The Fostex MR8 Digital Multitracker
I got my hands on an MR8 a while ago. I had heard that it was the flagship for a whole new breed of digital multitrackers
that were now being offered at never before seen low prices. Plus, this new breed of multitracker was also being hailed for
its portability and its ease of use. For years I had been using a Fostex cassette four track, and it had done me well, but
I felt it was time to move into the digital era. The clean and crisp quality of digital was very appealling ot me.
Overall, I would highly recommend this machine to anyone who wants an entry level digital multitracker. It is very intuitive,
and the layout of the buttons makes it easy to get used to. Of course, it's not perfect, and I do have a few qualms with
it that I will share below. It does come with MIDI, however I must admit that I still have not used the MIDI function and
I am totally unfamiliar with how dedicated it is.
Here, then, is a quick list of the Pros and Cons I found with this machine:
Pros: Very easy to use, LCD screen very easy to read, manual was quite user friendly, buttons light up; making it very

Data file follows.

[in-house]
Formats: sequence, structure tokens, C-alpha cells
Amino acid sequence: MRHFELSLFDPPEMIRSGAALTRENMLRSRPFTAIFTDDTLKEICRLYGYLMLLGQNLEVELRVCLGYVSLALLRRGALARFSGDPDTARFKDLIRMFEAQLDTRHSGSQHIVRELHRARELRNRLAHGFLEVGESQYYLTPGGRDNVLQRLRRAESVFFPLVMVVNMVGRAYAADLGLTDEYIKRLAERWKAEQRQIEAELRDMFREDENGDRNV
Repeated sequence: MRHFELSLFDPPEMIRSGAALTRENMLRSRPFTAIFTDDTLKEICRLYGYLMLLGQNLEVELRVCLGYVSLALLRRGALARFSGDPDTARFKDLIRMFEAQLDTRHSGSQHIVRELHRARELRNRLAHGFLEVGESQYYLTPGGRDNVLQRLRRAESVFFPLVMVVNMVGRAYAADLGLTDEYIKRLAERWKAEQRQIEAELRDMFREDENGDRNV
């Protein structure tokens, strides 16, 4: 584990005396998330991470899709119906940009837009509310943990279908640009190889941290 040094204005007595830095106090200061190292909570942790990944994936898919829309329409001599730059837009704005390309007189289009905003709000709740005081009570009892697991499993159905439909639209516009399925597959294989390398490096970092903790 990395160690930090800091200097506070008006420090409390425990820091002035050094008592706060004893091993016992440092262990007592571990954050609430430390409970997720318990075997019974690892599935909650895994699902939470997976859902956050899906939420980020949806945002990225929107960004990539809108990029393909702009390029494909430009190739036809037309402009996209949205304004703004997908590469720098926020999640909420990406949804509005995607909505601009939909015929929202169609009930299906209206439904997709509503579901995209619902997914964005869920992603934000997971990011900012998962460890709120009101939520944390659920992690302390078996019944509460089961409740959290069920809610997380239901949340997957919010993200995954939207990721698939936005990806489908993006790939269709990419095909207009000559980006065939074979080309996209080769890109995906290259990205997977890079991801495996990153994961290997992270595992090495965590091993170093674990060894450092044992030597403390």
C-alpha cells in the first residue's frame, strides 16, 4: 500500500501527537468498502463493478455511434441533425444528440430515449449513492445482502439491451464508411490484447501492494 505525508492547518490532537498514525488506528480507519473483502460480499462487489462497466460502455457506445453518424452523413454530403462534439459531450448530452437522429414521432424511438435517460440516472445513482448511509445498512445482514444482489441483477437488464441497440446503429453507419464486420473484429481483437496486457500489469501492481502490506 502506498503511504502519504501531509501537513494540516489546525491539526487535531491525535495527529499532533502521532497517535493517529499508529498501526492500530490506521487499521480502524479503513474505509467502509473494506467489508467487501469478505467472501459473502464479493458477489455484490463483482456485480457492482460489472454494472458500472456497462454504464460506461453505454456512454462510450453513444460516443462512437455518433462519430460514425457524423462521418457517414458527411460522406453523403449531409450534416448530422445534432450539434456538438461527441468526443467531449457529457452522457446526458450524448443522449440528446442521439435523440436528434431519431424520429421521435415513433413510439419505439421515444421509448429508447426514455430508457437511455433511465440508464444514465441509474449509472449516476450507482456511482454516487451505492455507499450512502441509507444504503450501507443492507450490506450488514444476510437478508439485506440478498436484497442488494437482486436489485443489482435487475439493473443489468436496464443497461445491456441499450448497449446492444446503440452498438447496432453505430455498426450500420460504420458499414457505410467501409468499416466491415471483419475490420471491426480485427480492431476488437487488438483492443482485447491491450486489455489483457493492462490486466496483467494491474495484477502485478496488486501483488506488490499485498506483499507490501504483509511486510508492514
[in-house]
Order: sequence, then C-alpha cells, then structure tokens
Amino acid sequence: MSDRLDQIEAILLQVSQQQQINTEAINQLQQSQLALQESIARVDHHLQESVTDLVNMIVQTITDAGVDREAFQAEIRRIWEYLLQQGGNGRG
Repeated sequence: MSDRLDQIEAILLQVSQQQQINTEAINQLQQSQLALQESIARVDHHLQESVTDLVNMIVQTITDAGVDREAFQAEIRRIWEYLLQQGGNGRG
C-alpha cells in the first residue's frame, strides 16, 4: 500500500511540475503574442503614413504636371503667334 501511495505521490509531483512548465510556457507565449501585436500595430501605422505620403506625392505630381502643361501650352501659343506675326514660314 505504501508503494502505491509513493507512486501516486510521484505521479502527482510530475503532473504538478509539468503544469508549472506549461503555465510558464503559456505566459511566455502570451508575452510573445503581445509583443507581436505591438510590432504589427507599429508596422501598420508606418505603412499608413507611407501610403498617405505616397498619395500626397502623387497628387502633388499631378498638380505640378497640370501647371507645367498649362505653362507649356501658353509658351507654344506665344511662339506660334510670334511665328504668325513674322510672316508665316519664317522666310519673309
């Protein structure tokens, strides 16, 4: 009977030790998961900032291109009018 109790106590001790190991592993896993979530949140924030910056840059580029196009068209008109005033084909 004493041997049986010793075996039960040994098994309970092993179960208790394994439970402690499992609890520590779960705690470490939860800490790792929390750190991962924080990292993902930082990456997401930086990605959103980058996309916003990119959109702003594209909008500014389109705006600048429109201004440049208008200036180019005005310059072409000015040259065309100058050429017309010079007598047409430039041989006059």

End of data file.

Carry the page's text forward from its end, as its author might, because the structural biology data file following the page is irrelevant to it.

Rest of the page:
easy to use in subdued lighting, light and portable, has an Amp and Microphone emulation feature which provides interesting
effects, digital out for the cleanest possible mixdown, mastering effects are useful, has two headphone jacks, inputs can
be 1/4 inch or XLR, very high quality recordings for a good price, attractive red casing.
Cons: Flash Card technology...even a 512MB card can fill up ever so quickly (even if you are only using "extended"
mode). When hitting stop button, it takes a second for the playback to actually stop. Noticed a slight degradation in sound
(?) when jumping tracks. Echo and delay effects are somewhat weak. There are only pans on tracks 1-4. WAV file conversion
can only be done when doing a submix to tracks 7 and 8. Can't do a direct mix to digital if the song was recorded in "extended"
mode. When fader is brought down to zero, the last few notches before zero are not gradual, bringing the volume to silence